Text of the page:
Thus, the misnamed “developments” have in the end harmed the best spots of the Mediterranean coast. And not because they have been built in the landscape but because they have destroyed the landscape by building elements of destruction. Thus, there is the paradox that the term develop finally means destroy, a deplorable paradox because there is nothing more constructive that the civilised spirit of the urbs. The civitas, which is the main exponent of the progressive and civilised attitude ‒ hence the term ‒, builds the urbs to make it the home of its life activity. In short, there is nothing more positively constructive than taking the civic spirit of the urbs to the generality of the territory and, therefore, calling these antisocial destructions of the space developments is a perverse corruption.

In short, the ideal would be for all free and non-untouched spaces to be developed; in other words, sensibly built in keeping with the good sense of civility. This would entail, among other things, the good and respectful maintenance of the traditional farming areas and therefore the protection of the landscape would be guaranteed (at least in the European cultural sphere). If we look closely, what in modern times has been called territorial development does not correspond to any objective other than the appropriate and prudent development of the space; that is, in its development in the proper sense. What this entails, by the way, is the maintenance of its fine physiological health and not only its anatomical conservation. Fine physiological health in social and also ecological terms. Fine ecological health that cannot even be imagined without quite a high level of diversity and socioeconomic diversification.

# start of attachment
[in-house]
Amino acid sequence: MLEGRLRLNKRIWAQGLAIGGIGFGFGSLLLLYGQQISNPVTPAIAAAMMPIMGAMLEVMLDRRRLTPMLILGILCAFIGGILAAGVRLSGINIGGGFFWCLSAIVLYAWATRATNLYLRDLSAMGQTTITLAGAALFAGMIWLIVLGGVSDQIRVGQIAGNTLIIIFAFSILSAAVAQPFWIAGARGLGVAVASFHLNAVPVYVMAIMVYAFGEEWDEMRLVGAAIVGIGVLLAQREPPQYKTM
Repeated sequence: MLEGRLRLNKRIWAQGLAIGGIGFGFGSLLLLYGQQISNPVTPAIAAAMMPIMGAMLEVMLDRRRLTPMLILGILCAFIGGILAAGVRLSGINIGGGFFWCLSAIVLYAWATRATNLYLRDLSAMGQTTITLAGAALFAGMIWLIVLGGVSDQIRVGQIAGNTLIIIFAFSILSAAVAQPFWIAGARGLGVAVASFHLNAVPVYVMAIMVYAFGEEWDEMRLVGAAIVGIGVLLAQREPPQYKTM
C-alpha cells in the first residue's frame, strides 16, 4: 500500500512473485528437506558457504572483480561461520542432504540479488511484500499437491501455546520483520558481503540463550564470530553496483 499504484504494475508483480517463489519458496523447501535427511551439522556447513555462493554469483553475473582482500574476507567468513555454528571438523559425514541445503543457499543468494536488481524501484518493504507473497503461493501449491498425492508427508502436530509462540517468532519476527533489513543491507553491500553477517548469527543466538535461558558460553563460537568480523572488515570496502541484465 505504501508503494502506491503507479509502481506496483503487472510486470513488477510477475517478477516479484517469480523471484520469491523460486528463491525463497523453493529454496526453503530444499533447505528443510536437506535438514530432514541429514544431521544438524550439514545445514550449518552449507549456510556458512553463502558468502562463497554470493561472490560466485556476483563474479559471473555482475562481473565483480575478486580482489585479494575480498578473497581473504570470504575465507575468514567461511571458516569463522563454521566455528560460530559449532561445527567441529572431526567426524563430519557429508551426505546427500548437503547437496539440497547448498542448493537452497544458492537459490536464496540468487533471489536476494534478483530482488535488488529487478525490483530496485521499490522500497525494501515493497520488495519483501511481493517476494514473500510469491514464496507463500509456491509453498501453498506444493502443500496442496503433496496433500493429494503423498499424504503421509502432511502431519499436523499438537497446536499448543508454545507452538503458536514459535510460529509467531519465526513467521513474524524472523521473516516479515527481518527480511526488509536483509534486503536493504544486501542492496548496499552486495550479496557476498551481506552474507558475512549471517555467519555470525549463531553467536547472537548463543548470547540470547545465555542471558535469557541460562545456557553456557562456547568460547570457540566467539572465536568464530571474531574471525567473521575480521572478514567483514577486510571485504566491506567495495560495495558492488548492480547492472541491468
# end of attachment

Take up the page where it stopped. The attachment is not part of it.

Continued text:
The Educating Landscape 

Perhaps the most elaborate expression of urbanity, that is, civility, is education. Access to knowledge and personal training is a value inseparable from the spirit of the civitas. The development of culture, indeed, is closely linked to the benefits of urban life. The urbs itself, as an artefact, is an educating body, because it channels the life of the citizens and prefigures its guidelines. In the city, therefore, knowledge is developed while an existential space is shaped that determines the way of life, which, in the end, has key cultural effects.

This is the principle that gave way to the movement of educating cities. In 1990, the 1st International Congress of Educating Cities was held in Barcelona. A group of cities represented by their local governments set for themselves the common goal of “working together on projects and activities for improving the quality of life of their inhabitants on the basis of their active involvement in the use and evolution of the city itself.” In 1994, the movement was formalised as an international association on the occasion of the 3rd Congress, held in Bologna. This movement is the result of the reflections made in the field of urban sociology and is highly indebted to the work of the geographer Jordi Borja. However, it was born as a management objective, adopted and promoted by Barcelona City Council, which has gradually brought together an international network of member cities.